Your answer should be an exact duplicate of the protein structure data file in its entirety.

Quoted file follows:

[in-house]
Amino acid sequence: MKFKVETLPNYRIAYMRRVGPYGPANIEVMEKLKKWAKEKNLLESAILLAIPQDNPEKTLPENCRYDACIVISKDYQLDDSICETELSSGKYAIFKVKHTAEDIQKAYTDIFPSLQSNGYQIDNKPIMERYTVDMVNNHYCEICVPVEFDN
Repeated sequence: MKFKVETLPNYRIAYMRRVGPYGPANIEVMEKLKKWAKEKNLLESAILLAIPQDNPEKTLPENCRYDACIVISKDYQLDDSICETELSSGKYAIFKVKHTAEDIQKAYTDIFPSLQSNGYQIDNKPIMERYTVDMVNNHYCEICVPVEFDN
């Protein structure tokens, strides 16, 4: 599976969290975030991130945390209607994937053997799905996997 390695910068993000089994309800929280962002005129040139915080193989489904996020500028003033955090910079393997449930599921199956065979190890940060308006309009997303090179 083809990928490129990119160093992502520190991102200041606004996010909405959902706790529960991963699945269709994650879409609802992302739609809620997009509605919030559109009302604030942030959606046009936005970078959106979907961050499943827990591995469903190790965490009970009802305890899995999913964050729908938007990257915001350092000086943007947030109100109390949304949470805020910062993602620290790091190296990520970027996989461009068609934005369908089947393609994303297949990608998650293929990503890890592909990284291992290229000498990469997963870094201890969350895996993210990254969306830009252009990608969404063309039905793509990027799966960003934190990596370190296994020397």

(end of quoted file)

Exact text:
[in-house]
Amino acid sequence: MKFKVETLPNYRIAYMRRVGPYGPANIEVMEKLKKWAKEKNLLESAILLAIPQDNPEKTLPENCRYDACIVISKDYQLDDSICETELSSGKYAIFKVKHTAEDIQKAYTDIFPSLQSNGYQIDNKPIMERYTVDMVNNHYCEICVPVEFDN
Repeated sequence: MKFKVETLPNYRIAYMRRVGPYGPANIEVMEKLKKWAKEKNLLESAILLAIPQDNPEKTLPENCRYDACIVISKDYQLDDSICETELSSGKYAIFKVKHTAEDIQKAYTDIFPSLQSNGYQIDNKPIMERYTVDMVNNHYCEICVPVEFDN
């Protein structure tokens, strides 16, 4: 599976969290975030991130945390209607994937053997799905996997 390695910068993000089994309800929280962002005129040139915080193989489904996020500028003033955090910079393997449930599921199956065979190890940060308006309009997303090179 083809990928490129990119160093992502520190991102200041606004996010909405959902706790529960991963699945269709994650879409609802992302739609809620997009509605919030559109009302604030942030959606046009936005970078959106979907961050499943827990591995469903190790965490009970009802305890899995999913964050729908938007990257915001350092000086943007947030109100109390949304949470805020910062993602620290790091190296990520970027996989461009068609934005369908089947393609994303297949990608998650293929990503890890592909990284291992290229000498990469997963870094201890969350895996993210990254969306830009252009990608969404063309039905793509990027799966960003934190990596370190296994020397």